- October 25, 2017
- Posted by: simba001
- Category: Restaurant Management Insights
For any restaurant or bar, waiters are the engine that literally ensures that the business runs. They are the ones who directly sell the products to customers and interact with customers. In most cases, how much customers spend and probability of coming back depend on how the waiting staff treat them. When customers leave your restaurant/bar, they will have a lasting impression of how they were served. Therefore, excellent service in your restaurant by waiters is very critical in determining the success or failure of any restaurant or bar.
For any restaurant or bar, waiters are the engine that literally ensures that the business runs.
How can you train your waiting staff to offer excellent service?
As noted above, excellent service in your restaurant by the waiting staff in your restaurant/bar is one of the most important determinants of success or failure of your establishment. Below are some ways through which you can fine tune service delivery of your waiting staff:
All waiting staff must wear uniform, have name tags and be presentable.
It’s important that all waiting staff must wear clean, ironed uniform and place their name tags in a visible manner. Customers love to call a waiter by name rather than make that irritating “Tsk tsk” sound whenever they want to be served. With a uniform, it’s easy for waiting staff to be identified by customers. Also, all waiting staff should be presentable: well done hair, well polished shoes and generally well groomed.
Customers love to call a waiter by name rather than make that irritating “Tsk tsk” sound whenever they want to be served.
Waiting staff should always greet and welcome customers with a smile.
Every customer who selects your restaurant/bar out of the many others should feel welcome. The last thing a customer expects is an unpleasant, gloomy waiter taking his order. Always ensure that the waiting staff smile and welcome the customer. (And also thank them when they are leaving!)
Customers should be attended to within a maximum of 2 minutes after arrival.
Nobody likes to wait forever to be served when it’s them spending their own money! Preferably, a customer should be served within 1 minute of arrival otherwise you’ll create a bad first impression. While at it, a customer order should not be delayed and if there are unforeseen circumstances, the waiter should promptly inform the customer of the unexpected delay.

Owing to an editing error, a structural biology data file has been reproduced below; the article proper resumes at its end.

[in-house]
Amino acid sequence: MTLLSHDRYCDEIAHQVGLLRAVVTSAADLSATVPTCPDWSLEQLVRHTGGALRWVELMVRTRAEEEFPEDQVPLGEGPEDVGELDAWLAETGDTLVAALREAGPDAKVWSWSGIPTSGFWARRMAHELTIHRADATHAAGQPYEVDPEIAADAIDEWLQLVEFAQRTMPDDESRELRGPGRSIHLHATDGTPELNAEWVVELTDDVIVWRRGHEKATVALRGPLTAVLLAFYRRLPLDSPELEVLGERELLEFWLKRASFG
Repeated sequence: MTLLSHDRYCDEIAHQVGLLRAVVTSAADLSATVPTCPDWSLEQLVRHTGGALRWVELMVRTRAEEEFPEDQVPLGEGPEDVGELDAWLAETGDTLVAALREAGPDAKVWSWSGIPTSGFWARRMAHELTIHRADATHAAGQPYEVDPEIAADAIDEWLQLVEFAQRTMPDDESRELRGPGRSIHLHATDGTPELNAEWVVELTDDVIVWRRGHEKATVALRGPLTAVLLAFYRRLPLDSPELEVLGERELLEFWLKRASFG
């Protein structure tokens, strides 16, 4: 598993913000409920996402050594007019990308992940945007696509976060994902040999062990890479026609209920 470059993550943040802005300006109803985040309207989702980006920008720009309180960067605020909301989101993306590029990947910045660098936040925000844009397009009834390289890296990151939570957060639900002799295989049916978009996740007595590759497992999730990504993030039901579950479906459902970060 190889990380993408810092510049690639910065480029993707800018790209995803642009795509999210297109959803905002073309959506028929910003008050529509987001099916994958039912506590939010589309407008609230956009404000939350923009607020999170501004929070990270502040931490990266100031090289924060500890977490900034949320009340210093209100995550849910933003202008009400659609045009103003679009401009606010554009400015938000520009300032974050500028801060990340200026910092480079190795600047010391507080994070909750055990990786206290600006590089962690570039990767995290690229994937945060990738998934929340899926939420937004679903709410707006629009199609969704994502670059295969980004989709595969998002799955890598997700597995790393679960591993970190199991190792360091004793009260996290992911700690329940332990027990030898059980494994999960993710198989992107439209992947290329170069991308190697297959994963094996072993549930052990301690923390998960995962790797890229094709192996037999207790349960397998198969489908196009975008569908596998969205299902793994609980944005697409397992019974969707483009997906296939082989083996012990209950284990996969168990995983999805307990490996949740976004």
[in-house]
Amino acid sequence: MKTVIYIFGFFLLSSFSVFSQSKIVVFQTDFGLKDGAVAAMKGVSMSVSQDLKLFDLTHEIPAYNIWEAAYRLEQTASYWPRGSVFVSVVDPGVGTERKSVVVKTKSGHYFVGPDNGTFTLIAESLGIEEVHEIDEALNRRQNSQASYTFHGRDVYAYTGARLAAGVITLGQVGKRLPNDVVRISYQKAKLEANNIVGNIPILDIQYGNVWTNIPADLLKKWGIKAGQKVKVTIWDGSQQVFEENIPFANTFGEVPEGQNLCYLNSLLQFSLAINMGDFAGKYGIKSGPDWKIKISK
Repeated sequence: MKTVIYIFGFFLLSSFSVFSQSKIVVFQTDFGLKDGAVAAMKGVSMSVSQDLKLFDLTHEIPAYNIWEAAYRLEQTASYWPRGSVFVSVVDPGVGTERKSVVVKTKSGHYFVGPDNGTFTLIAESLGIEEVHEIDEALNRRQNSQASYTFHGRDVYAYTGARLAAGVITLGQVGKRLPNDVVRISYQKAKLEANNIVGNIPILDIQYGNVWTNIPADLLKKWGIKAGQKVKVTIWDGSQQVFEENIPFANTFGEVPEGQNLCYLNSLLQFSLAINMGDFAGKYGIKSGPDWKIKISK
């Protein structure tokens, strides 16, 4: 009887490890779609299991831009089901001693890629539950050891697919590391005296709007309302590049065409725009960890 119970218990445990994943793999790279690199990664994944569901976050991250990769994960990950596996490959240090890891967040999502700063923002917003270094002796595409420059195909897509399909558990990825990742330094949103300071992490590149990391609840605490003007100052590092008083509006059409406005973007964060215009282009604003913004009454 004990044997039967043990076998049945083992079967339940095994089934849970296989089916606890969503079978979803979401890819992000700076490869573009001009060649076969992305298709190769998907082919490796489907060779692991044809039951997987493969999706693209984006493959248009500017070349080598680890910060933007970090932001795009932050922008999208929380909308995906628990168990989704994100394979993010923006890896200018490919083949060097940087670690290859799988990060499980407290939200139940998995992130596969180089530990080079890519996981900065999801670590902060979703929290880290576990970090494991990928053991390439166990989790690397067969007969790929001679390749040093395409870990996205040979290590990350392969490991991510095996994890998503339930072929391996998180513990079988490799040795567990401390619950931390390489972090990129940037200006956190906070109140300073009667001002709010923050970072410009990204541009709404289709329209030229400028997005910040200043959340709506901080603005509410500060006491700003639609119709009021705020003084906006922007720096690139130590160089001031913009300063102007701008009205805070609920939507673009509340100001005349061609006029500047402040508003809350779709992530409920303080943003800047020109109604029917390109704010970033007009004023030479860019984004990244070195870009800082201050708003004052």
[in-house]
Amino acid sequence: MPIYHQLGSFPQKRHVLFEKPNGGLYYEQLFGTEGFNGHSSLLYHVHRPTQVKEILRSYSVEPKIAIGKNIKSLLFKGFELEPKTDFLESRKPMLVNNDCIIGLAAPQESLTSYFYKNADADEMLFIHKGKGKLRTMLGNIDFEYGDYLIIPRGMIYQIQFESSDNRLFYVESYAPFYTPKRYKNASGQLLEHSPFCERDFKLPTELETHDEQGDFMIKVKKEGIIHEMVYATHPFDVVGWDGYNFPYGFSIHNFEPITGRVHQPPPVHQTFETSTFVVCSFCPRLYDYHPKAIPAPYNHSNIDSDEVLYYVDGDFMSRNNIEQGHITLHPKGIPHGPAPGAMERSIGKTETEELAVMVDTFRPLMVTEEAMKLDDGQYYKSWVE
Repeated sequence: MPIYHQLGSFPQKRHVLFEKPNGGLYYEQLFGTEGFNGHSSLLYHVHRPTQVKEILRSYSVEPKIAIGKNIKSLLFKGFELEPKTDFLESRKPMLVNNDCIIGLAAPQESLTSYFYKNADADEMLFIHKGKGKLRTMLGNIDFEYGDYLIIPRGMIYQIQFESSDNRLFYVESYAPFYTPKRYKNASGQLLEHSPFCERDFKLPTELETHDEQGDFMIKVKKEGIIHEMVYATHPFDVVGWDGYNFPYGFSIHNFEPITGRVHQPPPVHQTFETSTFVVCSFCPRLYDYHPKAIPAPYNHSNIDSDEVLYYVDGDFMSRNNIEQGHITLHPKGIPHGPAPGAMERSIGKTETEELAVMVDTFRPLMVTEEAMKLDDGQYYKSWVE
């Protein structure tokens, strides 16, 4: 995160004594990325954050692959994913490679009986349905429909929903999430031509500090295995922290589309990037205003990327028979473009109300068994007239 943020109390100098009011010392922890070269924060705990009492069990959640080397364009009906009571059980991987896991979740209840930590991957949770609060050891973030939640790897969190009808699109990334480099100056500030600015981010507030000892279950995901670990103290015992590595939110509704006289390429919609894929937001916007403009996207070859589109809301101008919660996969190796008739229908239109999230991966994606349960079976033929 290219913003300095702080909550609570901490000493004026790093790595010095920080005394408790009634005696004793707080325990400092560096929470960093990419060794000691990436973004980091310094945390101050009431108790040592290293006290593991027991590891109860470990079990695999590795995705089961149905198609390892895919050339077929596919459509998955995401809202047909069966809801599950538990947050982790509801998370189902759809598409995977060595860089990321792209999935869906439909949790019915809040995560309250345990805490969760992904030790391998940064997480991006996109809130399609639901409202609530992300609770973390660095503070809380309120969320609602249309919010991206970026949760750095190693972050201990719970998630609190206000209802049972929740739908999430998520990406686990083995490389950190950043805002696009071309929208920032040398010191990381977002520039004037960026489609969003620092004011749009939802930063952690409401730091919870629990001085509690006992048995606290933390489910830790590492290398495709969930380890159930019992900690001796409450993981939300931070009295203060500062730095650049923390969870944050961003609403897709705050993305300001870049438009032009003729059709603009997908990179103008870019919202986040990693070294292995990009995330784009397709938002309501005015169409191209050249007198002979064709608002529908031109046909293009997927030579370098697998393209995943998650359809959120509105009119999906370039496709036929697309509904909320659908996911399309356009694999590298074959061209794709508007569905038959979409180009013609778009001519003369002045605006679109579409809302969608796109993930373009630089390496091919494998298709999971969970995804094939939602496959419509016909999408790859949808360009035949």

Waiting staff should be trained to subtly recommend other products to the customers on top of their order.
Up-selling and cross-selling helps to not only increase sales but also gives a customer the chance to sample more of what you offer. For example, if a customer orders for a cup of tea, the waiter should suggest an accompaniment. Likewise, bar waiters should invite customers to order for food to accompany their drinks.
Waiting staff should deliver a bill towards the end.
This is psychological. When a customer receives his/her bill, the natural response is to pay and leave. Therefore, waiters should tactically delay giving customer a bill and ensure they ask if the customer needs anything else before giving the bill. This ensures that the customer spends the maximum time and amount during the visit.
No phones or any other gadgets when on duty.
It goes without saying that the waiting staff should always be alert and focused on serving customers. Having a phone ring every now and then is a distraction which will inevitably compromise their focus on serving customers. NO PHONES WHILE WORKING!
Waiting staff should take regular breaks to recharge and refresh.
Taking orders, going back and forth to the kitchen, clearing tables…waiting service is a tedious job. To ensure that waiting staff stay energized, they should be allowed regular rotational breaks of say 15 minutes to cool off and recharge in order to continue offering excellent service in your restaurant
Waiting staff should be given incentives and rewards for great performance.
Human beings love incentives and rewards. Exemplary performance should be acknowledged and rewarded. This will keep the waiting staff motivated and willing to go the extra mile since they know that they will be recognized / rewarded for offering excellent service in your restaurant.
Collective responsibility and clear rules.
Management should emphasize that the success or failure of the restaurant/bar is a collective responsibility. Great service by some waiters and lousy service by others is as good as useless. In as much as waiting staff should be assigned their sections, everybody should be willing to chip in and do whatever is necessary even if it’s not in their section. That said, all waiting staff should adhere to the set rules and regulations.
Regular refresher training.
The hospitality industry is always evolving. There are new products and trends coming up every now and then. It’s therefore important that the waiting staff should periodically (at least quarterly) undergo training to ensure that they stay up to date in regards to offering excellent service in your restaurant.
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